As we look to the future and estimate what is coming down the pipeline, there is even greater emphasis on upgrading existing infrastructure. According to a recent status report from the American Society of Civil Engineers (ASCE), “It is expected that more than 56 million new users will be connected to centralized wastewater treatment systems over the next 2 decades, and an estimated $271 billion is needed to meet current and future demands.”⁴ As more people connect to existing wastewater treatment systems, these aging systems will be more and more susceptible to failures and need to be upgraded to handle the increase in demand. Manufacturers will continue to produce toilets, washing machines, dish washers, and other water-conserving commodities that will further force pump manufacturers to engineer better equipment that safely and reliably transports a ‘thicker’ and denser waste stream.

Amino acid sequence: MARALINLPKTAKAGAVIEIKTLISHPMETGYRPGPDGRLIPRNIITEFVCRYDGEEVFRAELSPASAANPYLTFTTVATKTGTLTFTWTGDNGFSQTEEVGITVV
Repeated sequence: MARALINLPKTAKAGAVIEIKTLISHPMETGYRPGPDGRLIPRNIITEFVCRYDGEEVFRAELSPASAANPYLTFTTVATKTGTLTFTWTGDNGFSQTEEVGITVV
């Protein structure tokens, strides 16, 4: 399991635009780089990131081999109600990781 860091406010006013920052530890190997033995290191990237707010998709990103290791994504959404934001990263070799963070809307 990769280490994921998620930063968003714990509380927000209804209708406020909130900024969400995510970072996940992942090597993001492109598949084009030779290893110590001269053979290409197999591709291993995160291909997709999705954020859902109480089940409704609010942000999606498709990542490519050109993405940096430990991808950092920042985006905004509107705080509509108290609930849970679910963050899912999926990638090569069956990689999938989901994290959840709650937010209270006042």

While there are many types of grinder and chopper pumps on the market, all pump manufacturers agree that the pumping products and related system components are essential. We appreciate that the June 2020 issue of Empowering Pumps & Equipment magazine had a focus on Essential Workers, and we second that by reminding everyone about the workhorses that send clean water to your faucet and wastewater out of your home and workspaces.
This continued focus on providing new and modern technologies to combat that changing state of the water and wastewater industry is one of the main reasons why Crane Pumps & Systems developed the Razor Grinder pump. RAZOR Grinder pumps are the ideal 2 HP pump for light commercial and residential solids handling applications. Thoughtfully designed with innovative axial cutting technology, the RAZOR grinder efficiently reduces solids and other non-biodegradable items commonly found in the modern waste stream, and has a revolutionary tank mixing feature to reduce maintenance and pump out costs. The Razor grinder pump was deliberately engineered to handle the changing waste stream and provide customers with a revolutionary product for upgrading aging or failed systems.
To learn more about the Razor Grinder Pump or other products specifically designed for the modern waste stream, visit cranepumps.com or contact email@example.com
1 – https://www3.epa.gov/region1/eco/uep/cso.html
2 – https://www.epa.gov/septic/septic-systems-overview
4 – https://www.infrastructurereportcard.org/wp-content/uploads/2020/06/COVID-19-Infrastructure-Status-Report.pdf
5 – http://sithechopper.cranepumps.com/